View full slideshow on HealthCentral about how to be a friend to a caregiver who is struggling:

Support a caregiver or jump start discussion in support groups with real stories - for bulk orders of Minding Our Elders e-mail Carol


Pain Management as We Age: An Interview with Dr. Denis Patterson

Exercise11ThinkstockPain management can be a problem for aging bodies. With the current focus on removing opioids as a go-to solution, doctors are working hard to provide alternatives for their patients. Dr. Denis Patterson is a Board Certified Pain Medicine, Physical Medicine, and Rehabilitation physician and he is the founder and owner of Nevada Advanced Pain Specialists in Reno, Nevada. I’ve had questions for some time about what doctors are suggesting for pain management for aging bodies that may be suffering from old injuries or current issues such as severe arthritic pain, so I asked Dr. Patterson if he would be willing to provide us with information from the perspective of a specialist. He did so in this email interview.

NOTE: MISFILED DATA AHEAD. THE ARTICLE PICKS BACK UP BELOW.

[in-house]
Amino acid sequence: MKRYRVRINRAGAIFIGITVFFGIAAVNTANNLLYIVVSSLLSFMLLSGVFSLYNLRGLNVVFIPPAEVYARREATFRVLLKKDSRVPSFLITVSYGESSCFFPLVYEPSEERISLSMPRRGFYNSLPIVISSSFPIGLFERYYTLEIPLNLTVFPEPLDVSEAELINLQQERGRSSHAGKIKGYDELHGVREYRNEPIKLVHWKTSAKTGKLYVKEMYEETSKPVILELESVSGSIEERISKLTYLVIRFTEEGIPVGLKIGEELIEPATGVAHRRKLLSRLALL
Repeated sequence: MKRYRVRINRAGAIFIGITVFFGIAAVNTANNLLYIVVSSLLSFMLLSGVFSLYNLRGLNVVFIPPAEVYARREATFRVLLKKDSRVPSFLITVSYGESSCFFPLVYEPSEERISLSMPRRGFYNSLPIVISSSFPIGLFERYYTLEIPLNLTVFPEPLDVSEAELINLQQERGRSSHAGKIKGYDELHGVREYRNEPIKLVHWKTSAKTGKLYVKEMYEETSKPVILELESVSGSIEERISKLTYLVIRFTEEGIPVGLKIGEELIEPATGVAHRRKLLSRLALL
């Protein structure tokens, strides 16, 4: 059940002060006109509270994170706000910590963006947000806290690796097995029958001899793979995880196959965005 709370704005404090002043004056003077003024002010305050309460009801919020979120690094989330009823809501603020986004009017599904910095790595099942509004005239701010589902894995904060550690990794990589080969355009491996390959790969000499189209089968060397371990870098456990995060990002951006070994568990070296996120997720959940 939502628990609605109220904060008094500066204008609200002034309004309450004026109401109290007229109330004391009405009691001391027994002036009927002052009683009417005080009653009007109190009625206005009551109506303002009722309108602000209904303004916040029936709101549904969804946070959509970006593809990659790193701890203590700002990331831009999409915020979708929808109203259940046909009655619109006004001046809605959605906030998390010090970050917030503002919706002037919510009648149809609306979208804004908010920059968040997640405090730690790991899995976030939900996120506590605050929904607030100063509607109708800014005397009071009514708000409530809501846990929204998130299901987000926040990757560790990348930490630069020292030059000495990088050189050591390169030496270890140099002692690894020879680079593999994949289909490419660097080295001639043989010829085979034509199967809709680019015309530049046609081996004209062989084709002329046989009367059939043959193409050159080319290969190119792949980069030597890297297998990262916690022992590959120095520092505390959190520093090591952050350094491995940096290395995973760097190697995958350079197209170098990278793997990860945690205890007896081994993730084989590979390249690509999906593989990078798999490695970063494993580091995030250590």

Photo: Thinkstock

Read full article on HealthCentral about pain management as we age:

Support a caregiver or jump start discussion in support groups with real stories - for bulk orders of Minding Our Elders e-mail Carol


Driving and Memory Loss: Tips to Help Elders Give Up Driving

Drive-10013075For many of us, a car is a sign of independence. But this emotional connection to our automobiles is part of what makes convincing a person that he or she is no longer capable of driving such a volatile battle. The longer adult children or others wait to discuss driving issues with a loved one, the harder it can be.

Occasionally, people in the earlier stages of cognitive or physical decline will recognize the signs of that decline when they have a close call while driving and scare themselves into giving up their right to drive. More frequently, if the person has developed Alzheimer’s or another type of dementia, and the disease has advanced to a point where judgment is affected, a prolonged battle often erupts.